albetan's file inspired me to play around with quartels in the left hand and pentatonics in the right hand. it's true. you can play any pentatonic over any fouth voicing.  

i have used this technique to deviate from the chords and melody of some tunes e.g. moon river and then to drift back to the chord/melody structure again.

but which pro's use this technique? i.e. pentatonics over quartels. i mean in the 'free' way that albaton suggests.

brad m's moon river seems to go into a 'free' section - i think??

cheers  

bro'
There are 17 comments, leave a comment.
it can be very cool, but to me, a little of it goes a long way - in other words "less is more"  all these little tricks can spice up your playing, but like any spice, too much can spoil the broth - or is that too many cooks???

again, try to create interesting melodies that take your listeners on a ride.  think back to the solos that stick in your mind; that you can sing...those are the most memorable
something i enjoy practicing is playing fourths in the left hand and using the 3rd in the right, or playing a non-quartal type of voicing in my left and using 4ths in my right when improvising.  nice clash/energy that way.

chic corea comes to mind.
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"but which pro's use this technique?"

mccoy tyner and some of chick corea's albums such as the famous now he sings, now he sobs.
jeff gardner has a lot of information about quartals and fourth voicings and pentatonics in his book jazz piano - creative concepts.
it s also about moving fourth voicings through the scales and combining them with pentatic scales.
most of his compositions (which are in the book) use fourths.
this book deserves more attention.
everyone, thank you.

i will listen to now he sings - i have it.

i'll also investigate the book.

i am seeing the relationships between pentatonics, fourths, triads, tritones more clearly now - about to bust through a door!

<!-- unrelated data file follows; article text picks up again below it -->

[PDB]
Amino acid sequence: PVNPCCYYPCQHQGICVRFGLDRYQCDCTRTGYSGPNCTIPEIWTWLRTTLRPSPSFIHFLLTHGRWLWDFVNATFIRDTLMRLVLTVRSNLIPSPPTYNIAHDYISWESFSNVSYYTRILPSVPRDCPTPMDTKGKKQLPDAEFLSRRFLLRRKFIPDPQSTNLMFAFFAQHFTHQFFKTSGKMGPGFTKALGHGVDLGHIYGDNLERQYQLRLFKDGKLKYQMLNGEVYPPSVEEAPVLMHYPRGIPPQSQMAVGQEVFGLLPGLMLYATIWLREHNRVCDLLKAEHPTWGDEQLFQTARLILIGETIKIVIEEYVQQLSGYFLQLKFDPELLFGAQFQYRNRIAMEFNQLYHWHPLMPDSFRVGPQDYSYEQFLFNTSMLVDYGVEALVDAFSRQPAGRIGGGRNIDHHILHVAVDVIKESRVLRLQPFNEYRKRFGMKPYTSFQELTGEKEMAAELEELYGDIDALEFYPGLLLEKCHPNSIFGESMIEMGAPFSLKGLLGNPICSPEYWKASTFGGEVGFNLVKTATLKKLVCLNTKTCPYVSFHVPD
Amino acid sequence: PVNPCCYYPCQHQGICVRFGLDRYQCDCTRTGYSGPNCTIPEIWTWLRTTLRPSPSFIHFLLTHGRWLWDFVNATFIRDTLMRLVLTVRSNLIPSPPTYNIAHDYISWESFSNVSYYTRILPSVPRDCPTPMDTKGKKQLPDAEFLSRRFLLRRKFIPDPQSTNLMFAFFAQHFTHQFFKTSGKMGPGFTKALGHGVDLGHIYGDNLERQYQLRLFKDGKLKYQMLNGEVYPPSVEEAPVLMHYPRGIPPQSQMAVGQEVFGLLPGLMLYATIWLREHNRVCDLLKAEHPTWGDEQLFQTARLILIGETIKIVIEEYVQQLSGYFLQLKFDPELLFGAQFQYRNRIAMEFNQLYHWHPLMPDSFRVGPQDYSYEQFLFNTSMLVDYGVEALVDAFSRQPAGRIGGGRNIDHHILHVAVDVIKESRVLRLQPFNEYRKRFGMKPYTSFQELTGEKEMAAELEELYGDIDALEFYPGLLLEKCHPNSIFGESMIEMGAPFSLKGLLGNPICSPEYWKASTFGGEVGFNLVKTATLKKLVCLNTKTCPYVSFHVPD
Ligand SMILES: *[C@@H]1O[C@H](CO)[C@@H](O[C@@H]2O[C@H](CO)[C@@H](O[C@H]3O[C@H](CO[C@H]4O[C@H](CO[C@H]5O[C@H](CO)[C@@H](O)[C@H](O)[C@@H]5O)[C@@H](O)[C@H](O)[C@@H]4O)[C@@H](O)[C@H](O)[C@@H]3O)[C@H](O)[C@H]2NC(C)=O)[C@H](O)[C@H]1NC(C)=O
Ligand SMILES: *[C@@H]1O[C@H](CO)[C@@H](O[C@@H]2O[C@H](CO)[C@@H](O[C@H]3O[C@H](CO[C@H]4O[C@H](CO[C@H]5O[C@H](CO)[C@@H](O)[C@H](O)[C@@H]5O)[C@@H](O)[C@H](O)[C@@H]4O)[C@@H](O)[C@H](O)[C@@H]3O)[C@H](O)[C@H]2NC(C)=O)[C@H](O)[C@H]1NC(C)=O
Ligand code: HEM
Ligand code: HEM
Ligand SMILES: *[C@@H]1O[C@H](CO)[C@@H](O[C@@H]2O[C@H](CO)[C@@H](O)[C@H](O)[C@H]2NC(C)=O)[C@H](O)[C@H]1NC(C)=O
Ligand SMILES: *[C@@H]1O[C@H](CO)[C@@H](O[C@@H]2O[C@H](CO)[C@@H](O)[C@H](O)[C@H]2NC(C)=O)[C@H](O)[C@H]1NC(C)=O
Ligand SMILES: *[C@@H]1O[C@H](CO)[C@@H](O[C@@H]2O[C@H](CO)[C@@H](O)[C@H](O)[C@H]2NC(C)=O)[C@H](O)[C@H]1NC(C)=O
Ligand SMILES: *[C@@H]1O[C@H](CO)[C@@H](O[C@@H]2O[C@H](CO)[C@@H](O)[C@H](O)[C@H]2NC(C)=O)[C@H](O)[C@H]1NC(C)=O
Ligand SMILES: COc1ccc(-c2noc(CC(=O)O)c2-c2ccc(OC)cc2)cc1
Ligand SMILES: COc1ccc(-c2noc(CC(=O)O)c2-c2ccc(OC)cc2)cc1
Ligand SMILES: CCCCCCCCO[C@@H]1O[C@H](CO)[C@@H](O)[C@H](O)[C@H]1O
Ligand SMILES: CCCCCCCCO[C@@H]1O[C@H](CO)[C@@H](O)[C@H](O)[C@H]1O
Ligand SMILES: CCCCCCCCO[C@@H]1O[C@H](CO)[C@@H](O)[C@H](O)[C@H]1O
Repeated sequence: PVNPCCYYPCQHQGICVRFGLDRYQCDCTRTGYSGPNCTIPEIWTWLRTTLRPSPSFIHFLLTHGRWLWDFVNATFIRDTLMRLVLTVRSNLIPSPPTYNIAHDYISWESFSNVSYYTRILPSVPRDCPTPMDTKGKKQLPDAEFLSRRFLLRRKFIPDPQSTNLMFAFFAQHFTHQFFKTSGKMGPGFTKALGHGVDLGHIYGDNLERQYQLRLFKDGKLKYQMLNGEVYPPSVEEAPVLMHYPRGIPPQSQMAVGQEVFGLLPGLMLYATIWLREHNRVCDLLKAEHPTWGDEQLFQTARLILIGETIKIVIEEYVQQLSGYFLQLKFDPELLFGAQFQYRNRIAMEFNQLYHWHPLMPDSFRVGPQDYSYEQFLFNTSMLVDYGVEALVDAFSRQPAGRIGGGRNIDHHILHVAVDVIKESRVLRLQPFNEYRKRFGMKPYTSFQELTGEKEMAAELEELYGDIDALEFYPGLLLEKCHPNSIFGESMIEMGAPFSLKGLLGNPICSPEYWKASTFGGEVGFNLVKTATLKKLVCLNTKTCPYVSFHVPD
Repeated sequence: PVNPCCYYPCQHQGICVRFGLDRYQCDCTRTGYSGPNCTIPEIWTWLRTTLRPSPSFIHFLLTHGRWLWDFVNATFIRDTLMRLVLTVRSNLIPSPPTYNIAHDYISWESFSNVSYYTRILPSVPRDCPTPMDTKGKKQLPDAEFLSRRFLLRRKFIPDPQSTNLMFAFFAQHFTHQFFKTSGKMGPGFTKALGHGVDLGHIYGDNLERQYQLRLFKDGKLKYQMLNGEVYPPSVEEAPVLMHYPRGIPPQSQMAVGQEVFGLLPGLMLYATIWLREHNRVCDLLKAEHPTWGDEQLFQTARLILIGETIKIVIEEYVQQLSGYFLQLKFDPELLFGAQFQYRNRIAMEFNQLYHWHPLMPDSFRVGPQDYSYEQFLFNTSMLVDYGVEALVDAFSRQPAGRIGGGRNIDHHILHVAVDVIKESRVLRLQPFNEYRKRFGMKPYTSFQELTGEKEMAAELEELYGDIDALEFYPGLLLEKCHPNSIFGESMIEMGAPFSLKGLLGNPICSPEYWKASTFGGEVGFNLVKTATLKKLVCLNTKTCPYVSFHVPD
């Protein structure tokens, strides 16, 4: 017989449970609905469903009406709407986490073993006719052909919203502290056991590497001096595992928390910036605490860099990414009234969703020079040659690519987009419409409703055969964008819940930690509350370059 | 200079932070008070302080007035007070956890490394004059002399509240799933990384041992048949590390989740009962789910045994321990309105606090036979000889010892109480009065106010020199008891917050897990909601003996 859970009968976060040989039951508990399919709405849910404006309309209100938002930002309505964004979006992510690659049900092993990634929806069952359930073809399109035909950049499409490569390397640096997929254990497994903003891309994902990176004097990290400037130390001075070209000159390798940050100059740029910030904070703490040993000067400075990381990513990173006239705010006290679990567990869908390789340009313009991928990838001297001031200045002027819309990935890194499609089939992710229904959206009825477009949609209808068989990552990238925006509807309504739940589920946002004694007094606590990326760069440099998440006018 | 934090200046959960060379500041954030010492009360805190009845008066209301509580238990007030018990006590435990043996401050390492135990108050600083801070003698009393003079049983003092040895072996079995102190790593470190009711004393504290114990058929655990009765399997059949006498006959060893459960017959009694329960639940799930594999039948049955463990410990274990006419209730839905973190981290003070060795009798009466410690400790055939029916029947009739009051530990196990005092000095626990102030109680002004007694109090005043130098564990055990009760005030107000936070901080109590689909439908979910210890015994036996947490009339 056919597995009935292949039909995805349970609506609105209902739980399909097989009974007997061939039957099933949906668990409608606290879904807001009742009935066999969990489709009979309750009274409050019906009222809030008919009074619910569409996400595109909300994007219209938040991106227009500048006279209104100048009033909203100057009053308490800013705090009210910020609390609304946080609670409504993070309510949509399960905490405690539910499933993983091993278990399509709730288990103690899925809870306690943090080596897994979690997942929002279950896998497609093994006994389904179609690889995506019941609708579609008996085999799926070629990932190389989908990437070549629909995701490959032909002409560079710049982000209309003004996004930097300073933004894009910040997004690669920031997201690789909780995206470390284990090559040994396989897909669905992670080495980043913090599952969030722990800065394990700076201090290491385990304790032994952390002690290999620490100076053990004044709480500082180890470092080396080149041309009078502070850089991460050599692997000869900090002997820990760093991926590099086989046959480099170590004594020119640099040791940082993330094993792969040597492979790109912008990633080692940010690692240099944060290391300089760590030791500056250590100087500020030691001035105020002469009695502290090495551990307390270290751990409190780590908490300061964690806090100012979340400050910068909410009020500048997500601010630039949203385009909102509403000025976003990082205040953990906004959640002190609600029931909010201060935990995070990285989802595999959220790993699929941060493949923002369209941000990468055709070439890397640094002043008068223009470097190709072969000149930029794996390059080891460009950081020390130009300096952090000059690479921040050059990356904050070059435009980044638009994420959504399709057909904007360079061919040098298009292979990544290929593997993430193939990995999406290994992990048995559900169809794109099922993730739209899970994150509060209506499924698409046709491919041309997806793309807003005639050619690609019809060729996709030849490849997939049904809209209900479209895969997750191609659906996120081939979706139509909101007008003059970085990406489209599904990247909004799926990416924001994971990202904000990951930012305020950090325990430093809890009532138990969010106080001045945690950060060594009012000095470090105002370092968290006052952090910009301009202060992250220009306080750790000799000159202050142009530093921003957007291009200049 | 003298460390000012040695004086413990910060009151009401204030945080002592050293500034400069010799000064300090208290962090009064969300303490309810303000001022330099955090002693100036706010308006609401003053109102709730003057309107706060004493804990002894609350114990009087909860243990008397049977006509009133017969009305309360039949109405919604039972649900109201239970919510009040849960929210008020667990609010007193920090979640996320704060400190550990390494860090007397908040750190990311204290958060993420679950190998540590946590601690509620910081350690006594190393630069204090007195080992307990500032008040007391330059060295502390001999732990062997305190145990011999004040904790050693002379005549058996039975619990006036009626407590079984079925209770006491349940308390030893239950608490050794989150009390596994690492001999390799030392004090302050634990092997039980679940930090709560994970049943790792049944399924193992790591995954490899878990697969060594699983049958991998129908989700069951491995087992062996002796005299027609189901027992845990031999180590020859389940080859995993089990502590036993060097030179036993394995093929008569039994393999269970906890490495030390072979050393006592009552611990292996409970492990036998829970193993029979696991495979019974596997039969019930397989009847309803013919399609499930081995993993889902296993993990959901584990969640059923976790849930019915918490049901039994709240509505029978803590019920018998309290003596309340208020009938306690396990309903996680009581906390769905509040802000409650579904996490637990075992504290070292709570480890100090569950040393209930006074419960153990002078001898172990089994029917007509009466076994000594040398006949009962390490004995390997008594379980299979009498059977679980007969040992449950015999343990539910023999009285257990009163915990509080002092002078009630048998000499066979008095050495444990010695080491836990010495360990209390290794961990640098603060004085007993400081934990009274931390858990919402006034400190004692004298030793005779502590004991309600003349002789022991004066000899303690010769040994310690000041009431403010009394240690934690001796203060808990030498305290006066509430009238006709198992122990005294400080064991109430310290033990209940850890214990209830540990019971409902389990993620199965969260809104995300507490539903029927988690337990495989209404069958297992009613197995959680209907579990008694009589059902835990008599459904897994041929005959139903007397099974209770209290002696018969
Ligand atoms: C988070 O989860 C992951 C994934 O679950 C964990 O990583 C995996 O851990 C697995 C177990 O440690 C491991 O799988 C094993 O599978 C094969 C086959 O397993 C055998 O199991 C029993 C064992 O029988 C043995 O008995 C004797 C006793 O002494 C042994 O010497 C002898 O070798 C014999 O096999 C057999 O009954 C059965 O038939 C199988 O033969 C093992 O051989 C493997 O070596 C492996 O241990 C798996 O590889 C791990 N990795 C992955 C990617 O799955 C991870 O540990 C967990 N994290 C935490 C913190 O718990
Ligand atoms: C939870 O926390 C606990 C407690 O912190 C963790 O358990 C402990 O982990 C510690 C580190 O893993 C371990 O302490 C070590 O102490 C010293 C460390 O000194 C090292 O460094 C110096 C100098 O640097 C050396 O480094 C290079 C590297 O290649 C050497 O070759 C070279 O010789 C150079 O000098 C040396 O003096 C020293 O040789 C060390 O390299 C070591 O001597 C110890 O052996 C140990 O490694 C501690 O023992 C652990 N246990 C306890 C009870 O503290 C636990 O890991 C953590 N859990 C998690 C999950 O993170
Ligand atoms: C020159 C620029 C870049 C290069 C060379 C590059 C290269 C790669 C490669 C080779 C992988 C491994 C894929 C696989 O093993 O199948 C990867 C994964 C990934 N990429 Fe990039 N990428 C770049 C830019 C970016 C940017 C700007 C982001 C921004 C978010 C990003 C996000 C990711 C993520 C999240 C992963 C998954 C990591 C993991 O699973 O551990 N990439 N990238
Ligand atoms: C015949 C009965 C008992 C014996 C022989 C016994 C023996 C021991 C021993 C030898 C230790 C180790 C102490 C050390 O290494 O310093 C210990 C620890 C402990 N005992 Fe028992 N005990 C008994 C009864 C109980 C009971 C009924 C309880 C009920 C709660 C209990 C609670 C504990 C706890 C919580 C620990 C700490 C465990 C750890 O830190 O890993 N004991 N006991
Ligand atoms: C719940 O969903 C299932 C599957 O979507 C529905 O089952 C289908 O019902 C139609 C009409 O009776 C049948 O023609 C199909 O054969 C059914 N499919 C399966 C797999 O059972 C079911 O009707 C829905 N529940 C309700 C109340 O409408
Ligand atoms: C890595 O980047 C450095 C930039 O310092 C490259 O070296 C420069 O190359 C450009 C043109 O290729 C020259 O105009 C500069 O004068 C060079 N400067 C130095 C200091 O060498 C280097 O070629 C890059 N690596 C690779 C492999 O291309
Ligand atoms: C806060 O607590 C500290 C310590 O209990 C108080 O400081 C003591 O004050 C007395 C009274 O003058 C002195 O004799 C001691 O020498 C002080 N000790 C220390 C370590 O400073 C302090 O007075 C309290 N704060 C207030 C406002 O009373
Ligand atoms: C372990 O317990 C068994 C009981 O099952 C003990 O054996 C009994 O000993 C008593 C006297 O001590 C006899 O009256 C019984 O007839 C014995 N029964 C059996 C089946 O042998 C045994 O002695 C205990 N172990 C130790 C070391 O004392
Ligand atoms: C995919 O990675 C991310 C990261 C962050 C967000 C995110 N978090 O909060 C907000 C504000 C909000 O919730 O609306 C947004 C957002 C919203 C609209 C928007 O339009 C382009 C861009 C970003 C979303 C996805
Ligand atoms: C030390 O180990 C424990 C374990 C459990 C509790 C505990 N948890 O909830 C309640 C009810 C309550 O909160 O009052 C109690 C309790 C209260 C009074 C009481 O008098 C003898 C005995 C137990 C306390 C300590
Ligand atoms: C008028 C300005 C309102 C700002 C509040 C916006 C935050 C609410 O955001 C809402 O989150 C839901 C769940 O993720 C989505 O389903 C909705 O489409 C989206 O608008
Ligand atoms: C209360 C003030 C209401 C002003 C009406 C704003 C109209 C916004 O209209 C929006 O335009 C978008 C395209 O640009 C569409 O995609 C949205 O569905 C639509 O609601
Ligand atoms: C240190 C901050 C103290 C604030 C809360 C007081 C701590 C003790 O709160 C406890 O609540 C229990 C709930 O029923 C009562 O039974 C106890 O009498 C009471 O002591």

bro'
there's always ramon ricker's book -- it includes a number of transcriptions (with analysis) from people like chick, joe farrell, herbie, and others.

i'm skeptical of the value of spending a bunch of time on books like this, though, when it's at the expense of actually seeing what people do.  

if you want to distill the theory down to a nutshell, there's one pentatonic scale and a number of modes of that scale which can be employed to taste.  it's a simplification, of course, but i find the simplicity to be refreshing in such a reduction.  melody is king, i think you'll find, even among the "heavy-weights" of pentatonic playing, including mccoy tyner, who is sometimes (justly, imo) criticized for using pentatonics as a way of flattening *everything* out, even tunes with intricate changes, into one easy, cruising plane.  

i don't feel that way about his playing, because he often paid close attention to melodic content, which is sometimes hard to discern when hearing the stacks of fourths as a harmonic backdrop.
here are some more of the online sites that have good info re-this-https://people.uncw.edu/russellr/pentharm.html
this last one probably won't come up..it's a bunch of really good files this guy sent me links to from a show on tv..let me see if i can figure out how to post them.........
pent.subs.i_chord_scalecharts.pdf (592k)  scan and save to computer  
a_study_in_pent_subs_i.doc (389) [preview]  scan and save to computer  
a_study_in_pent_subs_i.doc (27k) [preview]  scan and save to computer  
5pent.scaleforms_chords_ii.pdf (809k)  scan and save to computer  
a_study_in_pent_subs_ii.doc (392) [preview]  scan and save to computer  
a_study_in_pent_subs_ii.doc (33k) [preview]  scan and save to computer
anyways...i tried...if anyone is interested and wants this info i'll see if i can figure out how to do it.......
if you want to see how to use pentatonics in modern lines,check this link-
https://www.michaelbreckerliverecordings.com/transcriptions.html
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